The Federal Government is coming under pressure to make changes to the age pension, as a growing number of baby boomers are expected to leave the workforce over the next decade.
Analysis by the Parliamentary Budget Office (PBO) predicts an ageing population will require an increase in government spending of $16 billion by 2029.
More than $9 billion of that will be on the age pension.
“The age pension is eminently affordable, but we can and we should do stuff better,” Deloitte Access Economics’ Chris Richardson told 7.30.
Mr Richardson said the PBO analysis strengthened the case for further raising the pension age, which is currently at 66 years. In 2023 it will become 67 years.
“If we’re going to live a lot longer, well, chances are we’re going to have to work a bit longer to pay for the bits when we’re not working,” he said.
Photographer Roger Arnaud, 64, thinks raising the pension age is a terrible idea.
He is finding it hard to get full-time employment, does not have a lot of superannuation and is planning to take the pension as soon as possible.
“I actually believe that it would be a lot better if the Government actually lowered the pension age,” he said.
“There’s a lot of people who’ve moved to over 60 and they’re never going to find work again.”
Review of ‘deeming rate’ used to calculate pension
With record low interest rates there is pressure to widen pension eligibility by easing the means test.
The Government is reviewing the so-called deeming rate used to calculate how much income pensioners are earning from their assets.
This deeming rate has not changed in more than four years.
“Should they reduce it? I think they should,” Gold Coast pensioner Julie-Anne James said.
“Given that we’ve got a 1 per cent interest rate with the Reserve Bank at the moment, no-one is earning big money on their cash in the bank.”
Ms James does not have a lot of super and she knows many women in a similar situation.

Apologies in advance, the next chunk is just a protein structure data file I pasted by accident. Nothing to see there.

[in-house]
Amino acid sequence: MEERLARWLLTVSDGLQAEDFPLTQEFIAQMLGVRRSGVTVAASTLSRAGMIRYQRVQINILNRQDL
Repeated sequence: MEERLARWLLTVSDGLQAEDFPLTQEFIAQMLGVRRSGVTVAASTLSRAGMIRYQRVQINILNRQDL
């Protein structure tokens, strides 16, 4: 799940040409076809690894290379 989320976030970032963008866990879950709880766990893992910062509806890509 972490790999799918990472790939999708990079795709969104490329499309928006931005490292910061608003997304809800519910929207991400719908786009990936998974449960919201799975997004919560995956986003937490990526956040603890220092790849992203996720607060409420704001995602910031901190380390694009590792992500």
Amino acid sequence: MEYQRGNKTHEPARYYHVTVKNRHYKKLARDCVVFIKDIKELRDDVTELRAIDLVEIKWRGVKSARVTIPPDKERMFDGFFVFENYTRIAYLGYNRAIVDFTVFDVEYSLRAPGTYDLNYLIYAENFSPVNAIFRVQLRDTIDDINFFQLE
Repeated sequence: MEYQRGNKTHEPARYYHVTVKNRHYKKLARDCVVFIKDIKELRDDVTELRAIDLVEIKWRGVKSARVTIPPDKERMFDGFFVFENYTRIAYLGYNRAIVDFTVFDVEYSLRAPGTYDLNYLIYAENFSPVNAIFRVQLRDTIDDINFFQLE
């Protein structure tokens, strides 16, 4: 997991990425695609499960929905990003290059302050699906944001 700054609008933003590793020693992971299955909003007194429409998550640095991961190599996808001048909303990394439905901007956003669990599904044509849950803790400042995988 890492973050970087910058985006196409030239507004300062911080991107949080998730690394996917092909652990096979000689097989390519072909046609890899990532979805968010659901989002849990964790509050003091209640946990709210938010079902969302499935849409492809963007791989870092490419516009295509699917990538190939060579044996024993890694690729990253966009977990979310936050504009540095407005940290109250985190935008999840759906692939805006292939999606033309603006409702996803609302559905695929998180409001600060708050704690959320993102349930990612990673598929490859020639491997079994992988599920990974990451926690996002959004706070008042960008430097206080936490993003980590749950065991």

“We just survive. We earned lower super, lower wages,” she said.
The pension helps her live an independent life, and she is looking forward to helping care for her grandchildren.
“I don’t think all of us do live the life we want to live. We don’t have a choice, it is what it is.”
Bundaberg retiree Wendy Walters worked in the community care sector and now has a relatively small superannuation nest egg.
She has just been granted the age pension.
“I think I worked out I’ve probably got six years [in super funds] and I’m certainly not going to be gone in six years, I can tell you that. I don’t intend to,” she said.
“If there wasn’t the pension, I wouldn’t be living. That’s the reality.
“I always knew that I was probably in a situation where I would never be able to live terribly well. Having said that, one of the great things about my generation is that we do OK with very little.”
Should the family home be means tested?
Mr Richardson says there is no case for reducing the Australian age pension.
“Our pensions are not generous. You look at our wages and our pensions, and that rate in Australia is not terribly high compared to what’s paid elsewhere in the world,” he said.
But there is a case, he argues, for including the family home in the means testing for age pension eligibility.
“The politics are horrendous, but it is still the right thing to do,” he said.
“You have some people who have incredibly valuable homes and yet qualify for the pension.”
The idea horrifies Ms James, who is still paying off the mortgage on her Gold Coast apartment.
“My home doesn’t generate an income so I don’t see it as being an asset … because I pay body corporate [fees], I pay a lot of bills to live here.”
Mr Richardson says pension reform is a hard conversation for politicians, but it is possible to have a sensible debate.
“The basic recipe is simple: concentrate on those who need the most help.”